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Mueller 'obtained thousands' of Trump transition emails

Lawyer says emails were acquired 'unlawfully', while Democrats discount argument as 'attempt to discredit Russia probe'.

Special Counsel Robert Mueller

A lawyer with US President Donald Trump's transition team has accused the special counsel that is probing alleged Russian meddling in the 2016 presidential election of illegally obtaining "tens of thousands" of emails during its investigation.

Kory Langhofer, counsel for Trump for America, Inc (TFA), submitted a letter to the primary Senate and House oversight committees on Thursday, outlining how "career staff at the General Services Administration (GSA) ... unlawfully produced TFA's private materials, including privileged communications, to the special counsel's office".

The GSA is responsible for managing and supporting federal agencies.

In the letter, published by Politico, Langhofer argued that the special counsel's office "was aware that the GSA did not own or control the records in question" and that the documents and "tens of thousands of emails" have been "extensively used" during the investigation.

READ MORE: Mueller's Trump-Russia probe: What you need to know

The letter and accusations have been swiftly discounted by Democrats and other legal experts as an attempt to discredit the Russia-Trump investigation.

The probe, headed by Special Counsel Robert Mueller, began in May to investigate any potential links between the Russian government and the Trump campaign. 

So far, four people, including Trump's former National Security Advisor Michael Flynn, have been charged as part of the investigation.


Langhofer maintains that although the TFA undertakes "executive or quasi-executive functions … they are not federal agencies" and therefore their communications are private and some are "privileged".

The lawyer said the TFA had learned of the disclosure last week.

According to the letter, the FBI requested the copies of the emails, laptops, mobile phones and other materials associated with nine transition members "responsible for national security and policy matters" on August 23.

Langhofer requested that "Congress act immediately to protect future presidential transitions from having their private records misappropriated by government agencies".

Peter Carr, a spokesman for the special counsel's office, said in a statement to Reuters news agency that "when we have obtained emails in the course of our ongoing criminal investigation, we have secured either the account owner's consent or appropriate criminal process".

The GSA had not responded to request for comment at the time of publication.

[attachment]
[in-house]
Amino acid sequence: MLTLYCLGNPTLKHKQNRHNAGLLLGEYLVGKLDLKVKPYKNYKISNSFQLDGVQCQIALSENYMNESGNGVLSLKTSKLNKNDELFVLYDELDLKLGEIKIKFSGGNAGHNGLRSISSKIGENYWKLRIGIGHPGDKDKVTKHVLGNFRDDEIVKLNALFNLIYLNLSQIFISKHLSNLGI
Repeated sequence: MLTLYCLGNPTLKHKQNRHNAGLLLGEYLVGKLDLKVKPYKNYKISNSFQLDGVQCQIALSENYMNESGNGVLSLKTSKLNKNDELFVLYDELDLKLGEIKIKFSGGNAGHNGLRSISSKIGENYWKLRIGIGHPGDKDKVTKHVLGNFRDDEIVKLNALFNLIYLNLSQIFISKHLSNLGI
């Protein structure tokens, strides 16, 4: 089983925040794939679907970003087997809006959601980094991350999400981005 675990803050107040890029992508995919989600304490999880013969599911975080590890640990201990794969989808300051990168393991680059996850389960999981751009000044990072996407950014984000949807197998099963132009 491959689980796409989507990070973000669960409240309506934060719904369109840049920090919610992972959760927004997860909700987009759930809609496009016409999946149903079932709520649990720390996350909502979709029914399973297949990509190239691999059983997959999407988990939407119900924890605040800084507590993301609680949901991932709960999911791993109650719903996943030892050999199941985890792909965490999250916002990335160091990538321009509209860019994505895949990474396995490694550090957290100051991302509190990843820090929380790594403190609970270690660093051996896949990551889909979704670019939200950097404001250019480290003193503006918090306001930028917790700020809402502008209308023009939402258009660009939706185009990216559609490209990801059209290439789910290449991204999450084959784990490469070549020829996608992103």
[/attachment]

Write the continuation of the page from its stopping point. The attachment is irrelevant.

'No executive privilege'

Democrats and other legal experts have criticised the letter, saying the accusations are another attempt to "smear the Mueller investigation".

Former federal prosecutor Renato Mariotti tweeted that it is not "inappropriate or even unusual" for prosecutors to obtain emails from a third party.

Congressman Eric Swalwell, a Democrat from California, questioned how "private documents" can be kept on a government email system.

He tweeted: "'Private documents' on a US government public email system? What are they afraid was found? Baloney. This is another attempt to discredit Mueller as his #TrumpRussia probe tightens."

Norm Eisen, who worked as a lawyer on former President Barack Obama's transition team in 2008, said he warned "everyone" within his team that "there is NO expectation of privacy in … transition emails", adding that the "clue [is] emails are 'name [at]'.

He also tweeted: "Executive privilege does not apply until you are the executive; these documents are from the transition, before Trump became the executive [demonstrating] no executive privilege."

'No collusion'

Trump and the White House have repeatedly said that "absolutely no collusion" has taken place nor has been proven by Mueller's investigation. 

Former National Security Advisor Flynn pleaded guilty to lying to the FBI earlier this month in relation to his contact with the Russian ambassador just before Trump took office.

He is said to be cooperating with Mueller's team.

George Papadopoulos, an adviser during the campaign, also pleaded guilty to making false statements to the FBI in October.

Paul Manafort, Trump's former campaign manager, and his business associate Rick Gates, were charged with 12 counts, including conspiracy against the US, money laundering and other financial charges, as part of the investigation. They pleaded not guilty in October.

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